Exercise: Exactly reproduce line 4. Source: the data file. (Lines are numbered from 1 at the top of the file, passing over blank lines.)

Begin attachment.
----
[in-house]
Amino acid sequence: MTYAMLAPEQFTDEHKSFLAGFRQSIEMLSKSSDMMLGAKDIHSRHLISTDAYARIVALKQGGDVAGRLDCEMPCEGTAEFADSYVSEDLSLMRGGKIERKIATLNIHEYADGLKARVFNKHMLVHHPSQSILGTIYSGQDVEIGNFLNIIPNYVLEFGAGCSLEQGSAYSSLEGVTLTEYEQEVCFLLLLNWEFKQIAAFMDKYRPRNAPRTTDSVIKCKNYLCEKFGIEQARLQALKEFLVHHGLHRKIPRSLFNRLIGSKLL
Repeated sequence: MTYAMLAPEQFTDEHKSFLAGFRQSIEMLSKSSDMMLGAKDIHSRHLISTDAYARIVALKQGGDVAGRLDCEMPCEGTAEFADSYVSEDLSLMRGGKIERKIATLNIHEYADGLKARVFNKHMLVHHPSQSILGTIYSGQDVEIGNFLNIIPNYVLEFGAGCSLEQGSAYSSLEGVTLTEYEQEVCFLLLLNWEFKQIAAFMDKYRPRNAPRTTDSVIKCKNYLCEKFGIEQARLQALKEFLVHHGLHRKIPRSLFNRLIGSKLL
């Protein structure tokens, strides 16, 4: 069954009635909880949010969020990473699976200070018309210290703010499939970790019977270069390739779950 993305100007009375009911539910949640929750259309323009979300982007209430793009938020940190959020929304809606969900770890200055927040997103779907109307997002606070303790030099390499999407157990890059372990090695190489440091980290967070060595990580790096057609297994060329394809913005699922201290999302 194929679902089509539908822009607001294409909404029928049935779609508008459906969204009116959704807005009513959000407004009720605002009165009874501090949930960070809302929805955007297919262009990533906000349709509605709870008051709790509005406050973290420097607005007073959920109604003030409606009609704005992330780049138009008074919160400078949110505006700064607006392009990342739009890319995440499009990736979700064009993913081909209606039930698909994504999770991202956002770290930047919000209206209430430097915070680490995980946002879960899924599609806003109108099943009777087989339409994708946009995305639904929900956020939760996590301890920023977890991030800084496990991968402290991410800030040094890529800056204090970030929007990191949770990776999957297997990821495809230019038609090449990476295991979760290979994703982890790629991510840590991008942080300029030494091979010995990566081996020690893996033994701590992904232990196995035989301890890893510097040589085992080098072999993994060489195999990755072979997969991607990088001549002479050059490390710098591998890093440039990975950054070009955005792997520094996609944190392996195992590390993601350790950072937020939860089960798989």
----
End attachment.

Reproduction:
């Protein structure tokens, strides 16, 4: 069954009635909880949010969020990473699976200070018309210290703010499939970790019977270069390739779950 993305100007009375009911539910949640929750259309323009979300982007209430793009938020940190959020929304809606969900770890200055927040997103779907109307997002606070303790030099390499999407157990890059372990090695190489440091980290967070060595990580790096057609297994060329394809913005699922201290999302 194929679902089509539908822009607001294409909404029928049935779609508008459906969204009116959704807005009513959000407004009720605002009165009874501090949930960070809302929805955007297919262009990533906000349709509605709870008051709790509005406050973290420097607005007073959920109604003030409606009609704005992330780049138009008074919160400078949110505006700064607006392009990342739009890319995440499009990736979700064009993913081909209606039930698909994504999770991202956002770290930047919000209206209430430097915070680490995980946002879960899924599609806003109108099943009777087989339409994708946009995305639904929900956020939760996590301890920023977890991030800084496990991968402290991410800030040094890529800056204090970030929007990191949770990776999957297997990821495809230019038609090449990476295991979760290979994703982890790629991510840590991008942080300029030494091979010995990566081996020690893996033994701590992904232990196995035989301890890893510097040589085992080098072999993994060489195999990755072979997969991607990088001549002479050059490390710098591998890093440039990975950054070009955005792997520094996609944190392996195992590390993601350790950072937020939860089960798989």